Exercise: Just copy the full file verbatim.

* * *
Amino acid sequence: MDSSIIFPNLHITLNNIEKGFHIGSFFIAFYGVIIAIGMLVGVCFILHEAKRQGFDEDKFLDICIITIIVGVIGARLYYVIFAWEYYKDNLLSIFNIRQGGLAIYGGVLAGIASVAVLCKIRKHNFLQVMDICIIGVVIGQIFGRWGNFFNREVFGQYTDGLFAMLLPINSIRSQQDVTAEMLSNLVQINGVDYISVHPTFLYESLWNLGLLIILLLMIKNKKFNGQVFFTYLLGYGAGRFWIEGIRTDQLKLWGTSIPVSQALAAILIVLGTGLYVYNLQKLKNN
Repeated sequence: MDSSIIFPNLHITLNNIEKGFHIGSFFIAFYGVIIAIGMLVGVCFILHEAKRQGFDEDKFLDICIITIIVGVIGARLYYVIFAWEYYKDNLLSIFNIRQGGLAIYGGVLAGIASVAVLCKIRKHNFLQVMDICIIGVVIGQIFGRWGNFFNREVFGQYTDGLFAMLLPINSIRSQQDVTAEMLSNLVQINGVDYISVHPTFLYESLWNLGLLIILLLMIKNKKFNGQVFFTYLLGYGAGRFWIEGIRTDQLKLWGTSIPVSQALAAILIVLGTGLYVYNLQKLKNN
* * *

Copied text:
Amino acid sequence: MDSSIIFPNLHITLNNIEKGFHIGSFFIAFYGVIIAIGMLVGVCFILHEAKRQGFDEDKFLDICIITIIVGVIGARLYYVIFAWEYYKDNLLSIFNIRQGGLAIYGGVLAGIASVAVLCKIRKHNFLQVMDICIIGVVIGQIFGRWGNFFNREVFGQYTDGLFAMLLPINSIRSQQDVTAEMLSNLVQINGVDYISVHPTFLYESLWNLGLLIILLLMIKNKKFNGQVFFTYLLGYGAGRFWIEGIRTDQLKLWGTSIPVSQALAAILIVLGTGLYVYNLQKLKNN
Repeated sequence: MDSSIIFPNLHITLNNIEKGFHIGSFFIAFYGVIIAIGMLVGVCFILHEAKRQGFDEDKFLDICIITIIVGVIGARLYYVIFAWEYYKDNLLSIFNIRQGGLAIYGGVLAGIASVAVLCKIRKHNFLQVMDICIIGVVIGQIFGRWGNFFNREVFGQYTDGLFAMLLPINSIRSQQDVTAEMLSNLVQINGVDYISVHPTFLYESLWNLGLLIILLLMIKNKKFNGQVFFTYLLGYGAGRFWIEGIRTDQLKLWGTSIPVSQALAAILIVLGTGLYVYNLQKLKNN